Although breast cancer is often referred to as one disease, there are actually many different types of breast cancer.
All breast cancers start in the breast, so they are alike in some ways, but differ in others. They can be non-invasive or invasive. Tumor cells can vary in location (ducts or lobules) and how they look under a microscope. These differences often affect prognosis.
Tumor characteristics, such as hormone receptor status and HER2 status, can also affect prognosis.
Learn more about these tumor characteristics and other factors that affect prognosis.
Ductal carcinoma in situ (DCIS) is a non-invasive breast cancer. In situ means "in place." With DCIS, the abnormal cells are contained in the milk ducts of the breast and have not spread to nearby breast tissue.
Although DCIS is non-invasive, without treatment, the abnormal cells could develop into invasive breast cancer over time. So, you may also hear the terms “pre-invasive” or “pre-cancerous” to describe DCIS.
Learn more about DCIS.
Learn more about breast anatomy.
Invasive breast cancer has spread from the original site (either the milk ducts or the lobules) into the nearby breast tissue, and possibly to the lymph nodes and/or other parts of the body. For this reason, invasive breast cancers have a poorer prognosis than DCIS.
Using a microscope to look at the tissue removed during a biopsy, a pathologist can determine whether a tumor is DCIS or invasive breast cancer.
Figure 4.6 lists the types of invasive breast cancer.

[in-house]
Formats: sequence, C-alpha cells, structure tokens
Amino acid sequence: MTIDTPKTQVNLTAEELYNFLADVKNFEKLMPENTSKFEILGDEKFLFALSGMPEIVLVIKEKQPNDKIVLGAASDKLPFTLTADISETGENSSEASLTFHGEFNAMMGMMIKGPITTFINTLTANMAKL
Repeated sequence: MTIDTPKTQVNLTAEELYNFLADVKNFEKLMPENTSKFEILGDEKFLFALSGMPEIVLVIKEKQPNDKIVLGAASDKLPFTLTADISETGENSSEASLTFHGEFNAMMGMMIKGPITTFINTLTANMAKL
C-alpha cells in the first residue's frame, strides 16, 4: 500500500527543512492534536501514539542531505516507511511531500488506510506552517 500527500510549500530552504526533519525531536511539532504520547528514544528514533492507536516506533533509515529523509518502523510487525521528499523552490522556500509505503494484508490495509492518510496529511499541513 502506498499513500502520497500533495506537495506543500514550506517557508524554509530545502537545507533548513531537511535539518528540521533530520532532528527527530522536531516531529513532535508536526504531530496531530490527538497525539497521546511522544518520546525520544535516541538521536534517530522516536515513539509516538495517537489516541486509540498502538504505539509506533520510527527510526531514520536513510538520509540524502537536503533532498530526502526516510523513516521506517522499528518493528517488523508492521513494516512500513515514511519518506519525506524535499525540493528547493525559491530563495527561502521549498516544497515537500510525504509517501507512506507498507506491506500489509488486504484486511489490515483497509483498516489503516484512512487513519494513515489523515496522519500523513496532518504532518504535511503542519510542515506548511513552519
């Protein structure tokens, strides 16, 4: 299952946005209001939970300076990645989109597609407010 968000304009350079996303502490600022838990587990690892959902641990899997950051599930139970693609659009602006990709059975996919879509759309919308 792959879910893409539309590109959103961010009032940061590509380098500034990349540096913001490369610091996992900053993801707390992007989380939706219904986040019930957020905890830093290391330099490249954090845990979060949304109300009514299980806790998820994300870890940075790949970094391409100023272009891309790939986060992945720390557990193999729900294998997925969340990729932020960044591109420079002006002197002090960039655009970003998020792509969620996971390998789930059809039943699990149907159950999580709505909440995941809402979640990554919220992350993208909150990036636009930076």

The most common type is invasive ductal carcinoma (also called infiltrating ductal carcinoma and less commonly, invasive carcinoma of no special type or invasive carcinoma not otherwise specified). Invasive ductal carcinoma accounts for about 50 to 75 percent of all breast cancers .
Invasive lobular carcinoma is the next most common type and accounts for about five to 15 percent of cases .
Tubular carcinoma and mucinous (colloid) carcinoma are less common types of invasive breast cancer . They tend to have a good prognosis .
Figure 4.6: Prevalence and Tumor Characteristics of Different Types of Invasive Breast Cancer
Types of invasive breast cancer
Proportion of all invasive breast cancers
Invasive ductal carcinoma (IDC)
Invasive lobular carcinoma (ILC)
Mucinous (colloid) carcinoma
Often no palpable tumor
More common among older women
Carcinomas with medullary features
Less than 1%
More common among younger women and women with a BRCA1 gene mutation
Invasive papillary carcinoma
* Percentage is higher in cancers found through mammography screening.
ER-positive = estrogen receptor-positive ER-negative = estrogen receptor-negative PR-negative = progesterone receptor-negativeHER2-negative = HER2 receptor-negative
Adapted from Dillon et al., 2014 .